Neuroendocrine differentiation in metastatic prostatic adenocarcinoma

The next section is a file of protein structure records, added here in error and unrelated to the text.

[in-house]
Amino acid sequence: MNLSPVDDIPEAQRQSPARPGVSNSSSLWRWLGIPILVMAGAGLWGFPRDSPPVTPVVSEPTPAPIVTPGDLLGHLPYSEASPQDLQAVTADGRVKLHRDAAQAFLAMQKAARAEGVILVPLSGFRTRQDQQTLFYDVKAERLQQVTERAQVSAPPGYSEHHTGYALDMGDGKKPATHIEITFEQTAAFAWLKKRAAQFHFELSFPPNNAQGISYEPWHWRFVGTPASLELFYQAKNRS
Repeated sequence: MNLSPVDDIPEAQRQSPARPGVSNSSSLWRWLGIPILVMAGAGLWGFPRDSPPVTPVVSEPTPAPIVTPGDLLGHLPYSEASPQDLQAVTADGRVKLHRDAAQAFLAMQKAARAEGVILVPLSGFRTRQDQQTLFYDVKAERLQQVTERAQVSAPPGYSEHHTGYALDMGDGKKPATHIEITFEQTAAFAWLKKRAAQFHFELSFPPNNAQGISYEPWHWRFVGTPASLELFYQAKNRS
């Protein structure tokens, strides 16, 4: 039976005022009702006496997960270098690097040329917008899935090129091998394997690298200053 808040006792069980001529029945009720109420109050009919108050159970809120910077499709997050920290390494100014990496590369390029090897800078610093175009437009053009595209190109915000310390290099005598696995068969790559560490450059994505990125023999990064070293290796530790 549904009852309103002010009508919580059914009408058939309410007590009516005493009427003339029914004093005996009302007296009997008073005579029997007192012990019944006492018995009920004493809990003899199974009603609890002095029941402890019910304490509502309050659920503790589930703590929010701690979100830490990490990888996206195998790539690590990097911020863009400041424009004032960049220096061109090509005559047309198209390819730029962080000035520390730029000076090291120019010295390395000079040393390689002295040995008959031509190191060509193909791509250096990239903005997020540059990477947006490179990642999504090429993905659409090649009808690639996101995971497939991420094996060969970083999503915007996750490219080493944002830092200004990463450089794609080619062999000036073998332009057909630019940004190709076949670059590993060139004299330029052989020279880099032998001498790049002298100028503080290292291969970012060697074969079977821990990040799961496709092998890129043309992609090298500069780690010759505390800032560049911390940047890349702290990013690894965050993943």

Neuroendocrine differentiation of prostatic adenocarcinoma has received considerable attention in recent years. The objectives of this study were to characterize the incidence, pattern of distribution and peptide hormone immunoreactivities of neuroendocrine differentiated tumor cells in prostatic carcinoma metastases; determine the correlation of neuroendocrine differentiation and deoxyribonucleic acid content in lymph node metastases, and determine the prognostic role of neuroendocrine differentiation of metastases in stage D1 cancer. We examined immunohistochemically 62 metastatic lesions (41 pelvic lymph nodes and 21 bone metastases) for the presence of chromogranin-A expressing tumor cells. Of 41 lymph nodes and 21 bone metastases 19 (46%) and 11 (52%), respectively, contained chromogranin-A immunoreactive cells. These cells were commonly found to comprise the minority of tumor cells in the metastases and typically were distributed in a dispersed pattern. Serotonin and peptide hormone immunocytochemistry in 19 cases (12 lymph nodes and 7 bone metastases) demonstrated neuroendocrine cells containing thyroid-stimulating hormone and serotonin in 17 (89%) and 10 (53%), respectively. All 7 bone metastases contained thyroid-stimulating hormone immunoreactive cells. The presence of chromogranin-A positive cells did not correlate statistically with deoxyribonucleic acid content of lymph node metastases nor with disease specific survival in patients with stage D1 prostate cancer. Our results indicate that a substantial proportion of prostate cancer metastases contain a subpopulation of cells expressing a neuroendocrine phenotype similar to primary tumors. These cells are capable of elaborating certain biogenic amines and peptide hormones. However, in stage D1 prostate cancer nodal lesions expressing neuroendocrine differentiation do not appear to have significant prognostic value.